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Alternative forms of giving and investing

Venture philanthropy and impact investing are growing among private wealth owners, especially among the millennial generation


VENTURE philanthropy is a term that has increasingly gained traction among private wealth owners in Asia as an alternative means of creating positive social and environmental impact. It is often mentioned alongside impact investing. Though there are nuanced differences between the two, the venture philanthropist and impact investor share a common desire to address social, ethical or environmental issues.

Venture philanthropy was initially a term coined by John D Rockefeller III in 1969. His idea of venture philanthropy referred to private foundations engaging in ''the imaginative pursuit of less conventional charitable purposes than those normally undertaken by established public charitable organisations''.

In the modern-day context, with the tremendous rise of private wealth in Asia, philanthropy is by no means the sole domain of public or government-backed institutions. Rather, the term venture philanthropy sits on a continuum of philanthropy: traditional philanthropy, through grant-making or donations to charitable beneficiaries, solely focuses on addressing social challenges with no expectation of financial returns. In contrast, venture philanthropy invests for social returns and some financial returns, with varying degrees of risk aversion/acceptance.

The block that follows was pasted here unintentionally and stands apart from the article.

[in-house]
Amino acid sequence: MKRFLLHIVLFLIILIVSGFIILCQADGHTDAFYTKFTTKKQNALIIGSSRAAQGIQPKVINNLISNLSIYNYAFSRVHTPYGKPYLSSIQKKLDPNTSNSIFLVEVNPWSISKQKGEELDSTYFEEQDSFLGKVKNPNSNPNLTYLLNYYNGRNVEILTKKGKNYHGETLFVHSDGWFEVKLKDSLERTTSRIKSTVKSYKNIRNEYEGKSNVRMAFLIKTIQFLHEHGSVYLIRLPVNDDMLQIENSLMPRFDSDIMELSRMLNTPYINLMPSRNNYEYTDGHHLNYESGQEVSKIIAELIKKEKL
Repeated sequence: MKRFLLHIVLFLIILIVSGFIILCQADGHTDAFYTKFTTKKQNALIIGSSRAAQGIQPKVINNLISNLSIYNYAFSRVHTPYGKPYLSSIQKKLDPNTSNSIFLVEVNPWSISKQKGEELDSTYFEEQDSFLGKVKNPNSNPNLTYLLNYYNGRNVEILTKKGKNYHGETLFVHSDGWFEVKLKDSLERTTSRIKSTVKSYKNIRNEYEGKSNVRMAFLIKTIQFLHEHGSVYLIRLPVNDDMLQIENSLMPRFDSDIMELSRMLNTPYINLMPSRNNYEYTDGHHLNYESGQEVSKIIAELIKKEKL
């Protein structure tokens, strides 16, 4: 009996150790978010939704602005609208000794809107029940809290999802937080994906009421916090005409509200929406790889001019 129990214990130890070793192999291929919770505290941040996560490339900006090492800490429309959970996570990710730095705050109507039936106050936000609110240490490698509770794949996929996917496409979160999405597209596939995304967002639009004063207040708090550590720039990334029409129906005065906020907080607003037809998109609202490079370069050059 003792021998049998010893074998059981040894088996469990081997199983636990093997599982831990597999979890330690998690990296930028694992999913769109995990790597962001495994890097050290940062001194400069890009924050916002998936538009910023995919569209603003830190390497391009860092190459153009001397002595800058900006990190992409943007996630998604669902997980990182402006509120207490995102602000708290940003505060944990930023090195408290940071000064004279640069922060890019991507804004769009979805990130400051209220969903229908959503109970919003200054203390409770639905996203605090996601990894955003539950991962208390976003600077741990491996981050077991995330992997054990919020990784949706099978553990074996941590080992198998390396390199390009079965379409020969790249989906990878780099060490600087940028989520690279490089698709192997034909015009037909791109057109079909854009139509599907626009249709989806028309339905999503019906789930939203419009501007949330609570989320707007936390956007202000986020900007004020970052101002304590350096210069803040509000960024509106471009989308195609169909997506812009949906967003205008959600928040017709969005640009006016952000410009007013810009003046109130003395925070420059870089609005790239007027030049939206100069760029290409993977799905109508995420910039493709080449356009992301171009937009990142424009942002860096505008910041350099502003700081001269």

Impact investing refers to investments into ''companies, organisations, and funds with the intention to generate social and environmental impact alongside a range of financial return… depending on the investors' strategic goals''.

Whereas traditional forms of investing are purely motivated by financial returns, impact investing is motivated - in varying degrees - by elements of personal ideals, values and passion. One view is that impact investing is a type of investment philosophy rather than a form of philanthropy.

Studies have shown that interest in venture philanthropy and/or impact investing is growing among private wealth owners, especially among the millennial generation (ie those born between 1982 and 2004).

A number of factors contribute to the growing interest, including exposure to ideals of social contribution and environmental sustainability, and having at their disposal, resources and opportunities as next-generation wealth owners and controllers. The establishment of family offices and a professionalised approach to the management of family wealth sow the seed for the ''imaginative pursuit'' of charitable causes that Rockefeller referred to.

Regardless of whether one views venture philanthropy and impact investing as the same or different, the fundamental raison d'être stems from the notion that philanthropists need to behave like disciplined investors in the allocation of their money to solve social and environmental issues.

When one embarks on venture philanthropy, there are a number of regulatory, legal and tax considerations to take into account which warrant a comprehensive paper on its own. For example, in many jurisdictions, charities or their variants are subject to some form of regulation. In Singapore, charities are regulated under the Charities Act (Chapter 37) which is wide enough to regulate ''an institution… which is established for charitable purposes''. Broadly, charitable purposes refer to four established classes: